Taking into account the greater development, so far, of the records over the vectors of the devotional network from 38 municipalities that were promoted to N.S. da Conceição shrines (see the systematization of these municipalities on the project’s website enabled us to identify a consistent associative/competitive dynamic of the three vectors.

Basically, two predominant tendencies were observed in the way of understanding the use of symbolic vectors to promote the irradiation of this Marian devotion in its territory of influence [13] . The first, corresponding to the mirrored project and inspired by the “standard” shrine in Aparecida (SP), associates the other vector forces, from the most representative vector of the civic-republican negotiations: the political-tourist, responsible for the visitation organization(devotional or cultural). These municipalities have a small population, as shown in the demographic table below. Ourinhos (SP), with its 111,000 inhabitants, delimits the maximum size in which this vector balance is manifested. The map of Marians invocations (Figure 2) initially identifies such municipalities, showing their concentration on the supra-regional scale, with a predominance of states of South-Central Brazil.

From then on, we considered the grouping of information from two sources accumulated in the course of the research. First, the visit to the municipalities of the state of São Paulo, along with the field activities held, always in the second semesters of 2014, 2015, and 2016. These totaled nine municipalities visited, with their structures observed for religious festivity and the tourist reception of devotees and pilgrims.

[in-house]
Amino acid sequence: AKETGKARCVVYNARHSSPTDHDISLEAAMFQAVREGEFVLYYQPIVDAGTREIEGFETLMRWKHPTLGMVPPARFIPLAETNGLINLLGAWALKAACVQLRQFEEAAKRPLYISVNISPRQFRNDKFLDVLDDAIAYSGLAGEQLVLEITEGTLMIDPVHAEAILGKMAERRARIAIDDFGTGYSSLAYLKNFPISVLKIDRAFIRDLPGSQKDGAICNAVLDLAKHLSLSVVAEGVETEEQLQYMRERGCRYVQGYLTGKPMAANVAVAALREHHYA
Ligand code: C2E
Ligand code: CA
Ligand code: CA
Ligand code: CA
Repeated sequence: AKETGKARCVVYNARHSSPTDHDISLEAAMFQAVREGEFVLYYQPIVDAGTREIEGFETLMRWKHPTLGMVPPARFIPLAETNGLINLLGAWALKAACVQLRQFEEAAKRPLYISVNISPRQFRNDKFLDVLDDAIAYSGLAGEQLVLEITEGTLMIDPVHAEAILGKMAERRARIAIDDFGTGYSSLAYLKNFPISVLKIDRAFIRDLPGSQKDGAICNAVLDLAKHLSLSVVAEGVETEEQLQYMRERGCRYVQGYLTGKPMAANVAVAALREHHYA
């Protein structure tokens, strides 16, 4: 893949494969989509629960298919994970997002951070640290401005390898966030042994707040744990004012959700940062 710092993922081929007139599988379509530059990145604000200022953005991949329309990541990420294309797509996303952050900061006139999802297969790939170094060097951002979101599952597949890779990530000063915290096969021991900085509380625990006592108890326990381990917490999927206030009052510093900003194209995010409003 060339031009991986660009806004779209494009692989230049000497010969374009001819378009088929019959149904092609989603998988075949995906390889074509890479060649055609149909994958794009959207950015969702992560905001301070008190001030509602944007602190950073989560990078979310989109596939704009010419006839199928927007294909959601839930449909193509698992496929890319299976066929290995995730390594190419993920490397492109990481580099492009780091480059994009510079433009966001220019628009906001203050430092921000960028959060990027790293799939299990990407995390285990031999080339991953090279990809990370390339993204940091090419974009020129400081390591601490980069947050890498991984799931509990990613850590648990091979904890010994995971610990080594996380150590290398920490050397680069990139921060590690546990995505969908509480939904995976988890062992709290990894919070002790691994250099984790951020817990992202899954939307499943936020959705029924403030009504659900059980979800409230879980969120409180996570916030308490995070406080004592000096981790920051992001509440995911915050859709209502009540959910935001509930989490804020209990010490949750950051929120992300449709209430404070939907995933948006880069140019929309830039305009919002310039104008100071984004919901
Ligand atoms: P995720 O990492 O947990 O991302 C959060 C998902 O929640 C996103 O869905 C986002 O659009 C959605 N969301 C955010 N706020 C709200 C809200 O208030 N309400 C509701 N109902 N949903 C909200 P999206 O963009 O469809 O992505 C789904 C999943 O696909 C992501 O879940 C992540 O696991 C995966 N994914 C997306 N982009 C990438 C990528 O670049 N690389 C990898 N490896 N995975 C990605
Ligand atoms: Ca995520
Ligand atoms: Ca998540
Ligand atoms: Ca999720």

Besides Aparecida, we also visited Ourinhos, Ribeirão Preto, Bauru, Sorocaba, Jundiaí, Itapetininga, Tambaú, and Ribeirão Preto. In other states of Brazil, taking advantage of the travel opportunities but not exclusively linked to this research, we were also able to visit the shrines at the invocation of Conceição/ Aparecida in Belo Horizonte (state of Minas Gerais), Florianópolis (Santa Catarina state), São Luís (State of Maranhão); and the municipalities of Pedra de Fogo and João Pessoa (both in State of Paraíba).

This predominance of capitals, completing the survey in the 14 cities visited, allowed us to predict the second tendency, whose characterization was better delineated in the survey that cross-referenced secondary information from digital sources. Table 1 lists the main items we considered to analyze and classify such sources. Figure 3 summarizes the results of this classification: It indicates that the second tendency represents a greater rivalry between the symbolic vectors, associated with the processes of configuration of religious patrimonies that are more similar to two other Marian shrines in the North and Northeast of Brazil. Sometimes, mediatic-ecosystemic predominance emerges, similar to the process we decoded in Círio de Nazaré, Belém (state of Pará) while at other times mythical-religious vector leadership is manifested, as in Juazeiro do Norte (state of Ceará). Both represent syncretic values, which are relatively tense and deep in the design of popular Catholicism, although manifested in cities much larger